Robert Earl Keen – What I Really Mean

whatIReallyMean Over the last twenty or so years, Robert Earl Keen has become the quintessential Texas singer songwriter.  He’s honed his ability to weave a quirky story with familiar oddball characters and put it to a catchy tune that frequently manages to work its way into the state’s larger musical tapestry.

Think “The Road Goes On Forever” or “Merry Christmas From The Family”.  They’re both practically anthems in these parts.  And they both also feature a certain kind of Texas-centric atmosphere that he’s made into a trademark of sorts.

Among the current roster of Texas artists, Keen pretty much stands out as the top dog – and he’s been a major influence – if not the major influence – on a generation of artists who’ve followed in his tracks.  Charlie Robison, Jack Ingram, Slaid Cleaves, and their ilk all work in the shadow of Robert Earl.  Among his contemporaries, he’s more affable than Lyle Lovett, more pure than Pat Green, less political and intense than Steve Earle, and more fun than Guy Clark.

After a couple of records that may not have lived up to a lot of long-time fans’ expectations, his newest album, “What I Really Mean” on Koch Records Nashville, returns to the kind of songs that have made REK something of an official state treasure; cautionary tales, lovelorn ballads and those observational accounts of outlaws and eccentrics- all sung in that instantly recognizable baritone with just the right amount of twang.

There’s the opening track, “For Love”.  With its easy-to-sing-along-with melody, a crucial element in any classic REK concert song, it’s a pretty standard example of a song that would fit on just about any of his albums. 

While “What I Really Mean” features a number of songs in this vein, it also ventures into more experimental territory. The second track, “Mr Wolf and Mama Bear,” is as peculiar a story-song as he’s ever written – and from there on the record emerges as his best in a few years.

“The Great Hank” is a stand-out – with its slow paced delivery over acoustic and pedal steel guitar – he tells the tale of seeing Hank Williams singing in drag in a Philadelphia bar.  My favorite line:

“And he told her about how he’d been a big star,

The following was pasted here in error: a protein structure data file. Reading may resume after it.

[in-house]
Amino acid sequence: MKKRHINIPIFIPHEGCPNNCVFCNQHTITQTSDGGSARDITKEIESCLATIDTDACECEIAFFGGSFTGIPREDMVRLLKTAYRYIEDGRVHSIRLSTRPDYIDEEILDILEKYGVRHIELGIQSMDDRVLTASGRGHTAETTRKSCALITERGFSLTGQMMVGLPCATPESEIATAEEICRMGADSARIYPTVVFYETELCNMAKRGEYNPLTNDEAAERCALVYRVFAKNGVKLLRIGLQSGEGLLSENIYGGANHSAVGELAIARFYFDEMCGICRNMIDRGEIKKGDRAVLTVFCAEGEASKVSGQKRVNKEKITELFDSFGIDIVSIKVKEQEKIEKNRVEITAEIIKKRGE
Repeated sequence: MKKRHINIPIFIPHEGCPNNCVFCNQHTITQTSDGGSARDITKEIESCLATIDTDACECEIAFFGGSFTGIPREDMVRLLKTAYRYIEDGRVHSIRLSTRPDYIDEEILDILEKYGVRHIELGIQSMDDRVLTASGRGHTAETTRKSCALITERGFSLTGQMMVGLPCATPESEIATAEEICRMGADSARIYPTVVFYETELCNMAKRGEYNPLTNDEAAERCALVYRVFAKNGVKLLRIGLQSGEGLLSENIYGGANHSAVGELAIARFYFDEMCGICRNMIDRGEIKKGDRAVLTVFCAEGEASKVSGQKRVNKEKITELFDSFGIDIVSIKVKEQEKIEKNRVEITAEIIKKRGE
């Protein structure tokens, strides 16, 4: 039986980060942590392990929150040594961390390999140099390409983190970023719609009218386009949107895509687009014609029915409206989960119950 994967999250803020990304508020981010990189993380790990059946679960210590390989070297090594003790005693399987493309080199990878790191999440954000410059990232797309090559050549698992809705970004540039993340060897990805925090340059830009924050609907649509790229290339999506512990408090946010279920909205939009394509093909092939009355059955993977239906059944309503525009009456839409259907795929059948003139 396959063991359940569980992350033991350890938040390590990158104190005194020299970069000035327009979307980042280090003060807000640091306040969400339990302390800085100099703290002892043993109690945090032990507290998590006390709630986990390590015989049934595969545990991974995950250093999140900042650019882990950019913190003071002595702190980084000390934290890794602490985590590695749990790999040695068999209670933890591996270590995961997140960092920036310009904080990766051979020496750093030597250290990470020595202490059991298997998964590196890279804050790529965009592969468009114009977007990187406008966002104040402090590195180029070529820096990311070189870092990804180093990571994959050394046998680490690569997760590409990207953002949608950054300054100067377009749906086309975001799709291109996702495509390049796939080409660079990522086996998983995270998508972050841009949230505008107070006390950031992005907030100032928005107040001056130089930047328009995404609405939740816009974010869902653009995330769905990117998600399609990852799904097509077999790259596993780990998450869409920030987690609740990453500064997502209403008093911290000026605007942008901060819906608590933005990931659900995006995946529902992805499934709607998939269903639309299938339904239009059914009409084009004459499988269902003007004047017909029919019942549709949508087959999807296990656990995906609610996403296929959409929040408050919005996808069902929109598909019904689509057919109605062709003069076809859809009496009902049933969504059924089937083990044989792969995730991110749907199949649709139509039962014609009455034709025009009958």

But now country music was full of freaks.
He sat there
In the TV glare,
Mascara streaked his cheeks . . . ”

Is it a dream or a hallucination or just an unusual take on a strange experience?

Ironically, considering the title, “What I Really Mean” poses more questions than answers.  Other highlights touch on various themes like the darkly mysterious “Long Chain,” with its vaguely bluegrass feel – a plucky banjo and mandolin mixed in with electric guitars, or the classic country heartbreak of “Broken End Of Love” and “Dark Side Of The World” and the hopeful longing of “The Wild Ones.”

Another adventurous track, “A Border Tragedy,” combines a banjo with a mariachi band, a fading radio signal and clever lyrics, then brings in Ray Price to close with a chorus from “Streets Of Laredo.”  It sounds pretty implausible but he makes it all work nicely.

It’s that kind of weirdness that really stands out here.  He somehow constructs his characters and storylines with an appreciation for the bizarre that never ventures too far out to left field.

“What I Really Mean” gets better with each subsequent listen and on a whole stands with REK’s best records.  Not that it’s perfect – that’s not actually Kenny G playing alto sax on the title cut, even though it sure sounds for all the world like it is – but it’s pretty close.

It’s nice to see Robert Earl put out a record like this.  It’s a reminder of why he inhabits the place in Texas music that he does and, while it lacks the superficial polish of most mainstream Nashville “product,” it could also be the record that cements his place in the larger landscape of popular country music.

And that couldn’t happen to a more deserving artist.

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